food stylist
Helena Picone
Hallie Burton
prop stylist
Kiera Coffee
recipe developer
Thaddeus Elias De Caprio

Serves 4 to 6

Makes about 2 cups


  • 3 large red bell peppers
  • 2 Tbsp extra-virgin olive oil, more for roasting the peppers
  • 3 cloves garlic, minced
  • 1 jalapeño, finely diced
  • 7 plum tomatoes, diced 
  • 1½ tsp ground cumin
  •  ½ tsp paprika or smoked paprika
  • ½ tsp honey or sugar
  • 2 tsp salt, more to taste
  • ½ tsp freshly ground black pepper, more to taste 
  • ⅛ cup chopped fresh cilantro and/or parsley for garnish
  • warm pita bread for serving


  • Any bell peppers will work fine, but red and orange ones are more flavorful and will ensure a vibrant red color on your final product. You can also use jarred roasted red peppers in place of fresh bell peppers, if you want to cut down on prep time.
  • Control the heat. For spicier matboukha, add more jalapeño or take it to the next level by adding diced serrano pepper to the mix. Lower the spice level by carefully removing as many seeds as possible from the jalapeño before dicing and cooking them.

This dish, originally from the Maghreb (North Africa) and particularly Morocco, has become popular throughout the Middle East. Variations of it can be found from Marrakech to Baghdad, with varying spice levels, texture, and ingredients. Matboukha is an Arabic word which literally means “cooked.” And this “cooked salad” is packed with flavor. Simple in principle, this dish is all about balancing deeply cooked tomatoes and peppers with bright, vibrant spices and fresh herbs. Matboukha is the perfect addition to any mezze spread along with hummus and baba ghanouj and is best enjoyed with fresh pita. It can be eaten hot, at room temperature, or cold.

The following recipe can be easily modified to suit your preferred balance of ingredients. Whether you like it smooth or chunky, spicy, or mild, more peppery, or heavier on the tomatoes; anything is possible! The beauty of this dish is that there is no single way to prepare it and it can be taken in many different directions. It’s extremely versatile and can be used beautifully as a base for so many other dishes, such as Shakshouka (just bring to a simmer in a pan, drop your eggs in, and cover!) or even as a pasta sauce.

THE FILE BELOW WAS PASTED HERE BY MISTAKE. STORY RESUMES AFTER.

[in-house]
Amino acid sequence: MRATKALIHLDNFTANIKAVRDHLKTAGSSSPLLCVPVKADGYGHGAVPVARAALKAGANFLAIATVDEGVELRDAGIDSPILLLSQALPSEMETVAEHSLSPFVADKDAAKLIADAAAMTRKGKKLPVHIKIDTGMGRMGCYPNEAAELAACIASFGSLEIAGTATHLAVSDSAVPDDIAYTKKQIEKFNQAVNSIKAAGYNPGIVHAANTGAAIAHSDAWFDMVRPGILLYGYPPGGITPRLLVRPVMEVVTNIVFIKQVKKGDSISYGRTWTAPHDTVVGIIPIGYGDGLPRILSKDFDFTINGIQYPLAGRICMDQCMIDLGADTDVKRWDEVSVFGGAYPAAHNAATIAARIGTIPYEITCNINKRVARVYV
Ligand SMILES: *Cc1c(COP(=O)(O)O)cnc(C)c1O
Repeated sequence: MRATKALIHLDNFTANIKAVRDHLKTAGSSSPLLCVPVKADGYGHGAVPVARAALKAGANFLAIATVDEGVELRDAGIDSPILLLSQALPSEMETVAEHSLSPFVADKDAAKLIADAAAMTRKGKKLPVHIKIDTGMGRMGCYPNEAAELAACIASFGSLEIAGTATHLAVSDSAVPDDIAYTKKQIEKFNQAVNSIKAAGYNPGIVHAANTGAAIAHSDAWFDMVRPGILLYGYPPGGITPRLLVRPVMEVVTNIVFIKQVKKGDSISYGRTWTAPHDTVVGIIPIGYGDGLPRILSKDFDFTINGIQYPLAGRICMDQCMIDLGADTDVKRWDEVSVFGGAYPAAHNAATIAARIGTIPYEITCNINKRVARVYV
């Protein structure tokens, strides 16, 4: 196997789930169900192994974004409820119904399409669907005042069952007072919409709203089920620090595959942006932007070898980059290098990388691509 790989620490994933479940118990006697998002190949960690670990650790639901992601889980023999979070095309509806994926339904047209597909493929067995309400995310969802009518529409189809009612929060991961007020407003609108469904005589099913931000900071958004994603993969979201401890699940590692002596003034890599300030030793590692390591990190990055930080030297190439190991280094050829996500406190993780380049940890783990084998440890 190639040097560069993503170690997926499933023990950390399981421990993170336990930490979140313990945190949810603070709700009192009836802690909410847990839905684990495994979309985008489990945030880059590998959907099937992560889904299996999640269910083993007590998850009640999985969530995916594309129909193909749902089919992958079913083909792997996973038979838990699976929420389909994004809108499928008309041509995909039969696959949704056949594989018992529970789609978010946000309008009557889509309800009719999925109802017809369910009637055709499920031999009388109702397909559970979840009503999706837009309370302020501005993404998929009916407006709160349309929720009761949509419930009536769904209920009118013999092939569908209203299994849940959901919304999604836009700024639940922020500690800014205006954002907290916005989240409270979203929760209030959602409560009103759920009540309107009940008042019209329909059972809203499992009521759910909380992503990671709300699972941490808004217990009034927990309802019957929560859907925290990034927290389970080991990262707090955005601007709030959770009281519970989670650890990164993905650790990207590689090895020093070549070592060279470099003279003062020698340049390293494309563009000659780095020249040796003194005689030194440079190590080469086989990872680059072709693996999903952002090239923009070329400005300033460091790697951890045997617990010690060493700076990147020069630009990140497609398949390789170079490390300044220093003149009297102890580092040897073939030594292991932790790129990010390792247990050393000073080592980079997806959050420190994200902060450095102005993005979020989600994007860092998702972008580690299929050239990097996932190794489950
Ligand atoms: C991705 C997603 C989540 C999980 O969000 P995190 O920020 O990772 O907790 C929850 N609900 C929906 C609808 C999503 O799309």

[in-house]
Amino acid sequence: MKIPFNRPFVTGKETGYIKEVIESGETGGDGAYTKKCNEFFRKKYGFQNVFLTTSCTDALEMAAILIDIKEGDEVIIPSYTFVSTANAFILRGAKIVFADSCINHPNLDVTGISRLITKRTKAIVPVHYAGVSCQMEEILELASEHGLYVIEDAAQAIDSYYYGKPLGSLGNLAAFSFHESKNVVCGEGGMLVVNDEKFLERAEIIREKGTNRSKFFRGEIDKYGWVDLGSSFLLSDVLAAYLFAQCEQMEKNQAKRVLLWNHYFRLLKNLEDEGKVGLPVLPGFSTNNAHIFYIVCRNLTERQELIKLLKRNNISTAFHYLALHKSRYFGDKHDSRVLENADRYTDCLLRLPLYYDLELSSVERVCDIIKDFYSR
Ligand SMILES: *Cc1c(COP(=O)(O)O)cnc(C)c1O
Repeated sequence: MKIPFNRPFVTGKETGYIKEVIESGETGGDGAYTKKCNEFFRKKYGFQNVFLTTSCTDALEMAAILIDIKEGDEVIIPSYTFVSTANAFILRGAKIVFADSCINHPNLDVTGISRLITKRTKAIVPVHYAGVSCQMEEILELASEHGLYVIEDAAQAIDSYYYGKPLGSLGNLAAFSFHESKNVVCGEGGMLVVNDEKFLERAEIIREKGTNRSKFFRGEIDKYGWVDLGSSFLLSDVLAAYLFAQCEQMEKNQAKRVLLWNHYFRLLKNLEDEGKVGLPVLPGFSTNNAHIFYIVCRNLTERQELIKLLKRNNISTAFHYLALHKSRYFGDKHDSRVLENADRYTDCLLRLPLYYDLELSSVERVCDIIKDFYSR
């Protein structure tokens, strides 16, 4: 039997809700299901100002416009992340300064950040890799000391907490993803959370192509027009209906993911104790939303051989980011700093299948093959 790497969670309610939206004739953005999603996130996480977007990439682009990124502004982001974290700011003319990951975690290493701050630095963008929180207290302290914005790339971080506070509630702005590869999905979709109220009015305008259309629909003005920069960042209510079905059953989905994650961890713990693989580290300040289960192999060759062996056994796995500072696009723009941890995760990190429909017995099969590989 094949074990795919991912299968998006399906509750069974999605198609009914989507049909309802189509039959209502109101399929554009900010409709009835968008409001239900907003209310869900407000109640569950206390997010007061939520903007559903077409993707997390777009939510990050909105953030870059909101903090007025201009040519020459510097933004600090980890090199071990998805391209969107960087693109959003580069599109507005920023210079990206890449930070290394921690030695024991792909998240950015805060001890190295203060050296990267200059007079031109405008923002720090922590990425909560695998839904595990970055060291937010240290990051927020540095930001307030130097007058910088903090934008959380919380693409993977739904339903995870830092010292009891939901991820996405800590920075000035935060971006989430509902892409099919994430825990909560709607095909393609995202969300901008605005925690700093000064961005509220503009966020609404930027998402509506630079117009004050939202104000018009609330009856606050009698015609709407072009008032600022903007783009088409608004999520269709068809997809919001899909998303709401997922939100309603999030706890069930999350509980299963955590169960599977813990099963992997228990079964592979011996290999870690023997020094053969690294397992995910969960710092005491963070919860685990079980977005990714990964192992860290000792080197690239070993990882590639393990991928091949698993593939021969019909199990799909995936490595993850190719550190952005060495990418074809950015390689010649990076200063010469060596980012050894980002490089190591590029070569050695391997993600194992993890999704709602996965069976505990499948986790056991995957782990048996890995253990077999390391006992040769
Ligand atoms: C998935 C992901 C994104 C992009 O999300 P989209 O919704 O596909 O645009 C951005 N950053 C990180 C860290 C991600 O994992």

Step 1
Heat your broiler. Lightly brush or rub the peppers with olive oil, then place the bell peppers on their sides on a rimmed baking sheet. Broil in the oven for 3 to 5 minutes, until noticeably blackened, and then flip over the peppers. Continue roasting with this method until the skin is charred on all sides.

Step 2
Remove the peppers from the broiler and place in a small bowl. Cover the bowl with plastic wrap or a tight fitting lid, and allow the peppers to steam for about 30 minutes. (This step helps the skin come off easily.) When the peppers are cool enough to handle, rub off the skins, and remove the seeds. Roughly chop the roasted peppers.

Step 3
Place a large skillet on the stovetop over medium high. Add the 2 Tbsp olive oil, garlic, and jalapeño. Cook on medium-high heat until the mixture is fragrant, and the garlic just begins to brown, about 1 to 2 minutes. Add the chopped roasted bell pepper, tomatoes, cumin, paprika, and honey or sugar. Continue cooking on medium-high heat, stirring occasionally, until the contents of the pan are well incorporated and bubbling nicely, about 3 minutes.

Step 4
Cover the pan, reduce heat to low, and simmer until the tomatoes are soft and break up easily, about 20 more minutes. Remove the lid. With the back of a mixing spoon, press on the tomatoes and peppers to break them up. Stir in 1 tsp salt, and continue cooking, uncovered, over low heat, stirring and scraping the bottom of the pan occasionally, until the consistency of the mixture becomes very thick and the water has evaporated, another 20 to 30 minutes. Season to taste with salt and pepper.

Step 5
Scoop the matboukha into a serving dish. Garnish with chopped herbs, drizzle on a little extra-virgin olive oil if desired, and enjoy with fresh pita.

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